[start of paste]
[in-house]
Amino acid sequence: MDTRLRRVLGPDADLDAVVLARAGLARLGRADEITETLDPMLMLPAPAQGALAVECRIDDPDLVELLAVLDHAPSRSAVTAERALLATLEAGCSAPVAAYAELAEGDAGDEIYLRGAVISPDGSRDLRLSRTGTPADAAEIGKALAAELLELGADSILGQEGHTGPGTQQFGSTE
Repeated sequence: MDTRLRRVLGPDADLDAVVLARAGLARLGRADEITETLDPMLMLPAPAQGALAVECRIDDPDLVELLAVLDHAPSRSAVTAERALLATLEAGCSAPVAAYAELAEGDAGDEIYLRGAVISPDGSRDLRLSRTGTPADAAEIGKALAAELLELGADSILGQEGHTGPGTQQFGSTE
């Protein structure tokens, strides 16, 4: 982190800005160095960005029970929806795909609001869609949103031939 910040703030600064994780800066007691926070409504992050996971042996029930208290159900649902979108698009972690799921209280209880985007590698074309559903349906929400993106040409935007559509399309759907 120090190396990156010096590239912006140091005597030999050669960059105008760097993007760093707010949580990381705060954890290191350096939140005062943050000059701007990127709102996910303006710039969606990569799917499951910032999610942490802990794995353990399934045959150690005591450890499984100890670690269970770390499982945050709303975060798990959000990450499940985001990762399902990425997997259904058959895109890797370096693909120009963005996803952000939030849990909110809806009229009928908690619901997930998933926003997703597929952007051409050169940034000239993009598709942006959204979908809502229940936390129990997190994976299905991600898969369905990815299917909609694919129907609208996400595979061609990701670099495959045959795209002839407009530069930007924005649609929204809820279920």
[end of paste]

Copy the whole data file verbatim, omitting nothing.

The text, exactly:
[in-house]
Amino acid sequence: MDTRLRRVLGPDADLDAVVLARAGLARLGRADEITETLDPMLMLPAPAQGALAVECRIDDPDLVELLAVLDHAPSRSAVTAERALLATLEAGCSAPVAAYAELAEGDAGDEIYLRGAVISPDGSRDLRLSRTGTPADAAEIGKALAAELLELGADSILGQEGHTGPGTQQFGSTE
Repeated sequence: MDTRLRRVLGPDADLDAVVLARAGLARLGRADEITETLDPMLMLPAPAQGALAVECRIDDPDLVELLAVLDHAPSRSAVTAERALLATLEAGCSAPVAAYAELAEGDAGDEIYLRGAVISPDGSRDLRLSRTGTPADAAEIGKALAAELLELGADSILGQEGHTGPGTQQFGSTE
């Protein structure tokens, strides 16, 4: 982190800005160095960005029970929806795909609001869609949103031939 910040703030600064994780800066007691926070409504992050996971042996029930208290159900649902979108698009972690799921209280209880985007590698074309559903349906929400993106040409935007559509399309759907 120090190396990156010096590239912006140091005597030999050669960059105008760097993007760093707010949580990381705060954890290191350096939140005062943050000059701007990127709102996910303006710039969606990569799917499951910032999610942490802990794995353990399934045959150690005591450890499984100890670690269970770390499982945050709303975060798990959000990450499940985001990762399902990425997997259904058959895109890797370096693909120009963005996803952000939030849990909110809806009229009928908690619901997930998933926003997703597929952007051409050169940034000239993009598709942006959204979908809502229940936390129990997190994976299905991600898969369905990815299917909609694919129907609208996400595979061609990701670099495959045959795209002839407009530069930007924005649609929204809820279920």